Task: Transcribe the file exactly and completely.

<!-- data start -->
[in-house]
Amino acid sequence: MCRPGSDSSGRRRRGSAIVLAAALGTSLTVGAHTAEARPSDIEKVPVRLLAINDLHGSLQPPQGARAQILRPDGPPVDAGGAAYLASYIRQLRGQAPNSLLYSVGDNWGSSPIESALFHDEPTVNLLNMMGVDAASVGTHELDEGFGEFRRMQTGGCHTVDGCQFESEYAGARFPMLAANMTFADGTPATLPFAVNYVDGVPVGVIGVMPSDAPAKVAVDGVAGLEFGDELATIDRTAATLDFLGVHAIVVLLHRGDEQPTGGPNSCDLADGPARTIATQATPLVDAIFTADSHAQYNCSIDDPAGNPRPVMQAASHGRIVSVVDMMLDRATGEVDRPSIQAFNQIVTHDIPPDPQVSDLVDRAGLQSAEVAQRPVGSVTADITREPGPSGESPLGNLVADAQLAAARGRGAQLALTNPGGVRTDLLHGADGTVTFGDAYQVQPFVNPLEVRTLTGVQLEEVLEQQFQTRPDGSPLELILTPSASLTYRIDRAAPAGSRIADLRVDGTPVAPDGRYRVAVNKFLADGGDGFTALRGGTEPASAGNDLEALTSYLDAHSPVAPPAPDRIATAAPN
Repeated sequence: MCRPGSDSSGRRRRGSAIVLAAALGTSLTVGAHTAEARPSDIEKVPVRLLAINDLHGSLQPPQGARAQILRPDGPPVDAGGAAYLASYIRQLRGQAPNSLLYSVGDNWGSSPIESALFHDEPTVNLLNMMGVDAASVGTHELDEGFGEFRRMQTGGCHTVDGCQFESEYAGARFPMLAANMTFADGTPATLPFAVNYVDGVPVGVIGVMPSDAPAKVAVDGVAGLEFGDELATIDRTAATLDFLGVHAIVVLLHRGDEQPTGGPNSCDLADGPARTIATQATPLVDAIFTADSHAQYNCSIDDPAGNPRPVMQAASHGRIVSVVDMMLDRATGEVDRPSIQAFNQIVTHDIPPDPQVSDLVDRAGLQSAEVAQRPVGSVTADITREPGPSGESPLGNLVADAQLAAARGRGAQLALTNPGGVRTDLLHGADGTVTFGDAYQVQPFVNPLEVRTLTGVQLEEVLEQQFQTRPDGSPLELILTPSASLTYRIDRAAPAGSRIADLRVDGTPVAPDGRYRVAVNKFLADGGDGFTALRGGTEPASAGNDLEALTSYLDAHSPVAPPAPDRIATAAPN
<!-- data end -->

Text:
[in-house]
Amino acid sequence: MCRPGSDSSGRRRRGSAIVLAAALGTSLTVGAHTAEARPSDIEKVPVRLLAINDLHGSLQPPQGARAQILRPDGPPVDAGGAAYLASYIRQLRGQAPNSLLYSVGDNWGSSPIESALFHDEPTVNLLNMMGVDAASVGTHELDEGFGEFRRMQTGGCHTVDGCQFESEYAGARFPMLAANMTFADGTPATLPFAVNYVDGVPVGVIGVMPSDAPAKVAVDGVAGLEFGDELATIDRTAATLDFLGVHAIVVLLHRGDEQPTGGPNSCDLADGPARTIATQATPLVDAIFTADSHAQYNCSIDDPAGNPRPVMQAASHGRIVSVVDMMLDRATGEVDRPSIQAFNQIVTHDIPPDPQVSDLVDRAGLQSAEVAQRPVGSVTADITREPGPSGESPLGNLVADAQLAAARGRGAQLALTNPGGVRTDLLHGADGTVTFGDAYQVQPFVNPLEVRTLTGVQLEEVLEQQFQTRPDGSPLELILTPSASLTYRIDRAAPAGSRIADLRVDGTPVAPDGRYRVAVNKFLADGGDGFTALRGGTEPASAGNDLEALTSYLDAHSPVAPPAPDRIATAAPN
Repeated sequence: MCRPGSDSSGRRRRGSAIVLAAALGTSLTVGAHTAEARPSDIEKVPVRLLAINDLHGSLQPPQGARAQILRPDGPPVDAGGAAYLASYIRQLRGQAPNSLLYSVGDNWGSSPIESALFHDEPTVNLLNMMGVDAASVGTHELDEGFGEFRRMQTGGCHTVDGCQFESEYAGARFPMLAANMTFADGTPATLPFAVNYVDGVPVGVIGVMPSDAPAKVAVDGVAGLEFGDELATIDRTAATLDFLGVHAIVVLLHRGDEQPTGGPNSCDLADGPARTIATQATPLVDAIFTADSHAQYNCSIDDPAGNPRPVMQAASHGRIVSVVDMMLDRATGEVDRPSIQAFNQIVTHDIPPDPQVSDLVDRAGLQSAEVAQRPVGSVTADITREPGPSGESPLGNLVADAQLAAARGRGAQLALTNPGGVRTDLLHGADGTVTFGDAYQVQPFVNPLEVRTLTGVQLEEVLEQQFQTRPDGSPLELILTPSASLTYRIDRAAPAGSRIADLRVDGTPVAPDGRYRVAVNKFLADGGDGFTALRGGTEPASAGNDLEALTSYLDAHSPVAPPAPDRIATAAPN